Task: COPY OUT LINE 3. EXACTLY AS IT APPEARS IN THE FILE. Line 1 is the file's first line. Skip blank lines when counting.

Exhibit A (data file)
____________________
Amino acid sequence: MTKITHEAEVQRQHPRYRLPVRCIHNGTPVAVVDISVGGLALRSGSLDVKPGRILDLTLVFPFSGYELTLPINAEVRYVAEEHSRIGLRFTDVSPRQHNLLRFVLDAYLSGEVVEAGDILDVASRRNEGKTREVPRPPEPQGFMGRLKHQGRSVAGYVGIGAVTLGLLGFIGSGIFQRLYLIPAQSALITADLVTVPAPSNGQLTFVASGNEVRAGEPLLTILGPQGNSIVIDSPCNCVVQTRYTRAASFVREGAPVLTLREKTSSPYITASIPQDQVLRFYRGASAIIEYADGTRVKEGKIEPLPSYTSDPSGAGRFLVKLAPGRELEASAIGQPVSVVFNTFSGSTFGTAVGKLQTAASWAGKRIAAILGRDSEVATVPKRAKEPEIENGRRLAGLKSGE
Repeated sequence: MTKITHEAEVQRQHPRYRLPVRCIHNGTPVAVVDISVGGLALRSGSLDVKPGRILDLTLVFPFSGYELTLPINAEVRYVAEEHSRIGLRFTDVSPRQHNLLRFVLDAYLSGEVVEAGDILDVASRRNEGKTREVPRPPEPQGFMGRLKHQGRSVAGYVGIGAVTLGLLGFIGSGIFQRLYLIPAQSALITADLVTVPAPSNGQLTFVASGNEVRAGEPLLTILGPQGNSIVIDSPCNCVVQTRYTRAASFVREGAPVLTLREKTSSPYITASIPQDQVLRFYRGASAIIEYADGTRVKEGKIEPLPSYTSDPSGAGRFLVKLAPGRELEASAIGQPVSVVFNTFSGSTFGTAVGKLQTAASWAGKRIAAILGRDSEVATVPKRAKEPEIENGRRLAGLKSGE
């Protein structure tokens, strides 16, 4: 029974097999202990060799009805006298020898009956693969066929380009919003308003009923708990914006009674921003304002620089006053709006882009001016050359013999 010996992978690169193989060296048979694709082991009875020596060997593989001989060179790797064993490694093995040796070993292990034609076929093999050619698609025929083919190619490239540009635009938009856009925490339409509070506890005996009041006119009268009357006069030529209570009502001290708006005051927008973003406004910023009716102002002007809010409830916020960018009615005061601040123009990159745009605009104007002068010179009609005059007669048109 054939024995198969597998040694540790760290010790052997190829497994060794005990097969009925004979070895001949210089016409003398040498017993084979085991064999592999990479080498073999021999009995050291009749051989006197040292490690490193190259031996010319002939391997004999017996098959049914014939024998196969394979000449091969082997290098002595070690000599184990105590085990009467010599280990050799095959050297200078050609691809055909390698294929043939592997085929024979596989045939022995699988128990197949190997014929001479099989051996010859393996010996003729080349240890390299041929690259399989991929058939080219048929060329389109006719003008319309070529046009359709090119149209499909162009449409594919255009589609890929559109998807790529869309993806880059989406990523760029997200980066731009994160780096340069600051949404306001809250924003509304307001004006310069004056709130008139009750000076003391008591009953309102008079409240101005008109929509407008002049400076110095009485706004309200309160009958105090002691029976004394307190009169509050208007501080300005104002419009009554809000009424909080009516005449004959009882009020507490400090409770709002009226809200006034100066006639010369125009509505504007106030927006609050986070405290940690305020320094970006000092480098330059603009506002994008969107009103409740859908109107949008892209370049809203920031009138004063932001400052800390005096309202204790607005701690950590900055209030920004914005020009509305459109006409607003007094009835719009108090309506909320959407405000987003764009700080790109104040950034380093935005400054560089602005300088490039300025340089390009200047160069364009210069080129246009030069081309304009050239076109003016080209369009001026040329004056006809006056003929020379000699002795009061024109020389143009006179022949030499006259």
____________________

């Protein structure tokens, strides 16, 4: 029974097999202990060799009805006298020898009956693969066929380009919003308003009923708990914006009674921003304002620089006053709006882009001016050359013999 010996992978690169193989060296048979694709082991009875020596060997593989001989060179790797064993490694093995040796070993292990034609076929093999050619698609025929083919190619490239540009635009938009856009925490339409509070506890005996009041006119009268009357006069030529209570009502001290708006005051927008973003406004910023009716102002002007809010409830916020960018009615005061601040123009990159745009605009104007002068010179009609005059007669048109 054939024995198969597998040694540790760290010790052997190829497994060794005990097969009925004979070895001949210089016409003398040498017993084979085991064999592999990479080498073999021999009995050291009749051989006197040292490690490193190259031996010319002939391997004999017996098959049914014939024998196969394979000449091969082997290098002595070690000599184990105590085990009467010599280990050799095959050297200078050609691809055909390698294929043939592997085929024979596989045939022995699988128990197949190997014929001479099989051996010859393996010996003729080349240890390299041929690259399989991929058939080219048929060329389109006719003008319309070529046009359709090119149209499909162009449409594919255009589609890929559109998807790529869309993806880059989406990523760029997200980066731009994160780096340069600051949404306001809250924003509304307001004006310069004056709130008139009750000076003391008591009953309102008079409240101005008109929509407008002049400076110095009485706004309200309160009958105090002691029976004394307190009169509050208007501080300005104002419009009554809000009424909080009516005449004959009882009020507490400090409770709002009226809200006034100066006639010369125009509505504007106030927006609050986070405290940690305020320094970006000092480098330059603009506002994008969107009103409740859908109107949008892209370049809203920031009138004063932001400052800390005096309202204790607005701690950590900055209030920004914005020009509305459109006409607003007094009835719009108090309506909320959407405000987003764009700080790109104040950034380093935005400054560089602005300088490039300025340089390009200047160069364009210069080129246009030069081309304009050239076109003016080209369009001026040329004056006809006056003929020379000699002795009061024109020389143009006179022949030499006259």